Chapter 2. 2008: What the Hell Happened?!

The most important lesson from the events of late 2007, all of 2008, and early 2009 was this: do not assume that just because something has never happened, it can't happen. September 11, 2001, was the ultimate example of this in the "real world," and the financial equivalent occurred later in the same decade. Lehman Brothers and Bear Stearns, gone? Citigroup and AIG sister organizations to the Department of Agriculture (i.e., all owned by the U.S. government)? Home prices plunging in value? Fannie and Freddie (ironically, the names of my wife's late grandparents who escaped Nazi Germany to start a life in the United States—but I refer to the mortgage issuers) under siege? Investment banks converting into federally chartered banks to escape collapse? The Tampa Bay Rays winning the American League pennant?

It was a year of "black swans" for sure. But the phrase "never say never" should be a part of every investor's, advisor's, and portfolio manager's DNA. As an investment strategist, I get paid to consider what our clients may not ever dream of, and to question everything, especially when an idea becomes popular or "obvious" to the mainstream.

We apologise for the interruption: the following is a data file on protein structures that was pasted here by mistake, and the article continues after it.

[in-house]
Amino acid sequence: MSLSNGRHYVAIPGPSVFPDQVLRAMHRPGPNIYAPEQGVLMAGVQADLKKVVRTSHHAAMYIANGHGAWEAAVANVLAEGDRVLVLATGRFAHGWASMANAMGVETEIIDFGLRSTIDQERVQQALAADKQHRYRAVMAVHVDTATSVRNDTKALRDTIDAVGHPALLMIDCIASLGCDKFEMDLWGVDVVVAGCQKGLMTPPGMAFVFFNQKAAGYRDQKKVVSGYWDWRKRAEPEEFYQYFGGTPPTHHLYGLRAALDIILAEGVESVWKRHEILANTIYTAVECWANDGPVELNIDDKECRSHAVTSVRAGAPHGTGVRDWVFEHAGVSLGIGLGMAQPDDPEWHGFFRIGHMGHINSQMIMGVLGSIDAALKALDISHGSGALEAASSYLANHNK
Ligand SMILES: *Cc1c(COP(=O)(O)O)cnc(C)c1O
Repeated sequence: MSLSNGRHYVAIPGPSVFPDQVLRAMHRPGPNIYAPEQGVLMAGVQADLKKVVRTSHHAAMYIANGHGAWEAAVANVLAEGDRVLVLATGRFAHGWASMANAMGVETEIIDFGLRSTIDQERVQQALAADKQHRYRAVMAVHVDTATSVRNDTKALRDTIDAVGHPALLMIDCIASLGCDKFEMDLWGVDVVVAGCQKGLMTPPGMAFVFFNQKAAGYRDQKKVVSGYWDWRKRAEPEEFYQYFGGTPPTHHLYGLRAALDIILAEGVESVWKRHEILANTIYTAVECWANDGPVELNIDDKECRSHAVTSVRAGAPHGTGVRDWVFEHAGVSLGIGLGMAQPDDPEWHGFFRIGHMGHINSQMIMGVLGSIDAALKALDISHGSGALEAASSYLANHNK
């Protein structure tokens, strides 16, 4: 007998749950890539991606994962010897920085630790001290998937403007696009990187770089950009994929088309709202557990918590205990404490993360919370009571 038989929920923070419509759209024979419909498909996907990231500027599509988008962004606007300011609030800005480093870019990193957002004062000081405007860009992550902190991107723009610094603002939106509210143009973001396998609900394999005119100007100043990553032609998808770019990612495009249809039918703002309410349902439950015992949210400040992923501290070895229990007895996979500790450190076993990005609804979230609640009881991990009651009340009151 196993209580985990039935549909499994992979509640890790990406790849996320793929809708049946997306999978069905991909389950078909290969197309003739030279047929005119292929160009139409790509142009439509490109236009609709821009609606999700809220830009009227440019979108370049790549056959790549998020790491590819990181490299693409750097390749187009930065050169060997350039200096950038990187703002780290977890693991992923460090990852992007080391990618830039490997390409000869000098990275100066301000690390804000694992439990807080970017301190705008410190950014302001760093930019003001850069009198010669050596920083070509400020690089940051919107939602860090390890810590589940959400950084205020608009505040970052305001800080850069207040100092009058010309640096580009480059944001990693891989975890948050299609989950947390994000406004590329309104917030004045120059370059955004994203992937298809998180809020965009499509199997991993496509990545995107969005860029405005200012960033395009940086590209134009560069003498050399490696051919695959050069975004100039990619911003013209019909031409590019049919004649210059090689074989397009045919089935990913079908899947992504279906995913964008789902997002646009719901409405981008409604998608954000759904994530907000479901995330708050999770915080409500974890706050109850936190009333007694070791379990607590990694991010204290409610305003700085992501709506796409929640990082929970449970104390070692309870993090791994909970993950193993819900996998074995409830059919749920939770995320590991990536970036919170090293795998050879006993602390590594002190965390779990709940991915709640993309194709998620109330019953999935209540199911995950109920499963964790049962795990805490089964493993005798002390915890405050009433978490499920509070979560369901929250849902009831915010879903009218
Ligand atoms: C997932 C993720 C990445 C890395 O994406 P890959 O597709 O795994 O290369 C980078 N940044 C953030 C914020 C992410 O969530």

During the 1980s and 1990s, people were lulled into a false sense of security. That led to a sense of entitlement, since in relationship to prior generations, they were denied very little. Remember "Tickle Me Elmo"? Every kid had to have one, and parents stampeded each other during the holiday season to ...

Get The Flexible Investing Playbook: Asset Allocation Strategies for Long-Term Success now with O’Reilly online learning.

O’Reilly members experience live online training, plus books, videos, and digital content from 200+ publishers.